At Envision Family Law, our legal clients commonly approach us with questions regarding mediation. In many cases, mediation is the most favorable option for individuals who would prefer to keep matters out of the courtroom. Let’s discuss exactly what mediation is and how it works.

What Is Meditation?

Mediation is one of several forms of alternative dispute resolution. Put simply, mediation is a legal negotiation that is moderated by a neutral third party outside of court. Unlike arbitration, which is another type of alternative dispute resolution, the neutral party does not make any decisions in mediation sessions. In the traditional litigation process, the neutral third party is typically a judge who makes a final decision after both parties have stated their case.

Mediation differs from the traditional litigation process because the parties and their mediator are in control of the mediation process. Both parties have a say in deciding when and where the mediation takes place, in addition to determining who will be present, how mediation fees will be paid, and how the neutral third party can interact with the parties.

Who Should Seek Mediation?

Mediation is an option for everyone and generally the most successful for parties that are willing to negotiate or are not too far apart in terms of their disagreements.  

If you are gearing up for a divorce with your partner, and the two of you agree on how to approach child custody arrangements and splitting up assets, mediation is a great way to save money, avoid lengthy trials, and ultimately reach a mutually favorable resolution.

If you are far apart in terms and not on speaking terms with the opposing party, mediation is still an option.  Both parties do have to agree to attend mediation, unless there is a court order requiring it.  Regardless, mediation can still be very beneficial with an experienced and dedicated mediator.  You do not have to be in the same room for mediations.  The mediator often will float back and forth from room to room, especially when parties are unable to communicate.  It is not uncommon for parties who have extremely different terms to leave with full or partial agreements.  An example of a partial agreement is maybe you end up agreeing that the house needs to be sold, but you do not agree to how the proceeds are distributed.  The mediator will then draft up what is called a CR2A Agreement stating that the parties agree for the house to be sold and help you figure out how to accomplish that and then place the funds in one of your attorney’s trust account until you can agree on the proceed distribution.  Another example would be you agree on a parenting plan, but not child support.  You can leave mediation with partial agreements so that you do have something to build from and focus your litigation and core disagreement instead of all terms.  You can also reach “temporary” solutions.  Mediation is unique and offers many solutions.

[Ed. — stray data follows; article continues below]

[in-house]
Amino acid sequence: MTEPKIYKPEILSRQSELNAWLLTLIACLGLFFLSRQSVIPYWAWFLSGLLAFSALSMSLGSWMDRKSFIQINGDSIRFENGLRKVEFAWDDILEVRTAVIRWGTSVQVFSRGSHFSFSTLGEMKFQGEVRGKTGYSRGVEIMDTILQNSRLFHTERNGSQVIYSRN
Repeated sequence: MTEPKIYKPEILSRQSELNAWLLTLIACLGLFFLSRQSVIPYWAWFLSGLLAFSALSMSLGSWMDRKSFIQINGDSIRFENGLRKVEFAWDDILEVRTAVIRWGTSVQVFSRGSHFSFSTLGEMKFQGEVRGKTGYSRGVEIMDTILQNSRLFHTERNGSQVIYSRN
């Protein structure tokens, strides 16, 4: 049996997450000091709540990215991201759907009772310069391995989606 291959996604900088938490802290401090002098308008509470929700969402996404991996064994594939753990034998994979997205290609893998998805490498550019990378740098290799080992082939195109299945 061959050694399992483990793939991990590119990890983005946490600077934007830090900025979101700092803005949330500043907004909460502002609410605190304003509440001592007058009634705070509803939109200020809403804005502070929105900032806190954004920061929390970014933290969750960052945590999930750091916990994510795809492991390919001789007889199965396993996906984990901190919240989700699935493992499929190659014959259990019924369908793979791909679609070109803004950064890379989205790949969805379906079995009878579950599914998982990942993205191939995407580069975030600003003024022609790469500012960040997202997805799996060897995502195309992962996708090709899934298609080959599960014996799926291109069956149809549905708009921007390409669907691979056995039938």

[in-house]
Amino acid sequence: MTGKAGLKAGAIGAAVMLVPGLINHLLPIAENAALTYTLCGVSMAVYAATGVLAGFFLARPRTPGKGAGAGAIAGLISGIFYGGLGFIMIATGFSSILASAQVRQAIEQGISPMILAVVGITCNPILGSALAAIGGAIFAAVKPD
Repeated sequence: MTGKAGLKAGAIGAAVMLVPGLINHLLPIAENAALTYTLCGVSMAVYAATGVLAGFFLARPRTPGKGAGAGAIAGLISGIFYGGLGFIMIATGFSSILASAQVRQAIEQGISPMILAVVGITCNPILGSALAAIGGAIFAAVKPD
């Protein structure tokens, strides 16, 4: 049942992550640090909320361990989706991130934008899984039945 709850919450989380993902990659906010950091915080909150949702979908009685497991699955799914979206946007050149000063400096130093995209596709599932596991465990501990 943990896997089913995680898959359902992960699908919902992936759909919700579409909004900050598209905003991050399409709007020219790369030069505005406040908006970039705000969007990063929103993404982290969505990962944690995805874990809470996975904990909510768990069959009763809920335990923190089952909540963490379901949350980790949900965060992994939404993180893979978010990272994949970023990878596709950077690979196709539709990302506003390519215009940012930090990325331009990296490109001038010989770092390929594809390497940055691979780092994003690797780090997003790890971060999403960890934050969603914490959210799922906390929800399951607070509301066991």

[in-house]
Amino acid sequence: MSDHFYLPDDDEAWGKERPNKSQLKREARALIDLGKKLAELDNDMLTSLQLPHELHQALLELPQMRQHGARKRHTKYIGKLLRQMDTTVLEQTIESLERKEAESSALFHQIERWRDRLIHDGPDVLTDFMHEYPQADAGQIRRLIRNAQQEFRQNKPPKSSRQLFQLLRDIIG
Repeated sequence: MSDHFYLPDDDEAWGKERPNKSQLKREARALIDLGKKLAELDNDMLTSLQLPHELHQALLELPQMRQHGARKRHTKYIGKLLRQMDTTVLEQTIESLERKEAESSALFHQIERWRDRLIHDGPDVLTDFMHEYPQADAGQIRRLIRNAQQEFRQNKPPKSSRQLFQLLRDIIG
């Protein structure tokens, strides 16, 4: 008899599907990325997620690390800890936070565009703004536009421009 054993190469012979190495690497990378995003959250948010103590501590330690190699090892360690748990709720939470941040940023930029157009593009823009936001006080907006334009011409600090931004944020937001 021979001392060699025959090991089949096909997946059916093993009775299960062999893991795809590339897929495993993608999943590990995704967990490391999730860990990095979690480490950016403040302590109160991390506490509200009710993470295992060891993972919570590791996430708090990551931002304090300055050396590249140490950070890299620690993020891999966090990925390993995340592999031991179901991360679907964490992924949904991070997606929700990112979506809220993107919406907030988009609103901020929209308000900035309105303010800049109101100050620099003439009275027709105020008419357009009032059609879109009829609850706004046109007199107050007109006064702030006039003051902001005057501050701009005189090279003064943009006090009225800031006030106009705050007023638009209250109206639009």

Regardless of the type of mediation, it is always best to have your agreements reviewed by an attorney.  

Mediation & Divorce — How Does Child Custody Factor in?

When mediating a divorce outside of the courtroom, many sensitive issues are likely to be discussed by the parties in front of a neutral mediator. One of the most sensitive issues that is commonly discussed in mediation hearings is child custody arrangements. It’s recommended that anyone who is preparing for a child custody mediation should hire an attorney to ensure that a favorable result is obtained. During child custody mediations, the parties present their proposed custody arrangements to the mediator, who will identify contested issues that the parties must discuss in-depth as they attempt to find a mutually-beneficial solution. If all goes well, a custody agreement will be drafted and signed at the end of the mediation process. In the unfortunate event of no agreement, the negotiations and documents supplied in preparation for mediation are protected by Evidence Rule 408 and not to be used in litigation whatsoever. This allows both parties to speak freely and negotiate because nothing can be used against them.  

Contact Envision Family Law for Help With Mediation

Are you currently going through a divorce with your partner, or have you been considering filing for divorce for some time? If you believe that your partner would be on board with your preferred approach to child custody arrangements, splitting up assets, and other major aspects of your divorce, mediation could be an ideal option for you. If you are still unsure whether you should go with mediation or some other method of reaching a resolution, contact Envision Family Law today to consult with a lawyer about your situation.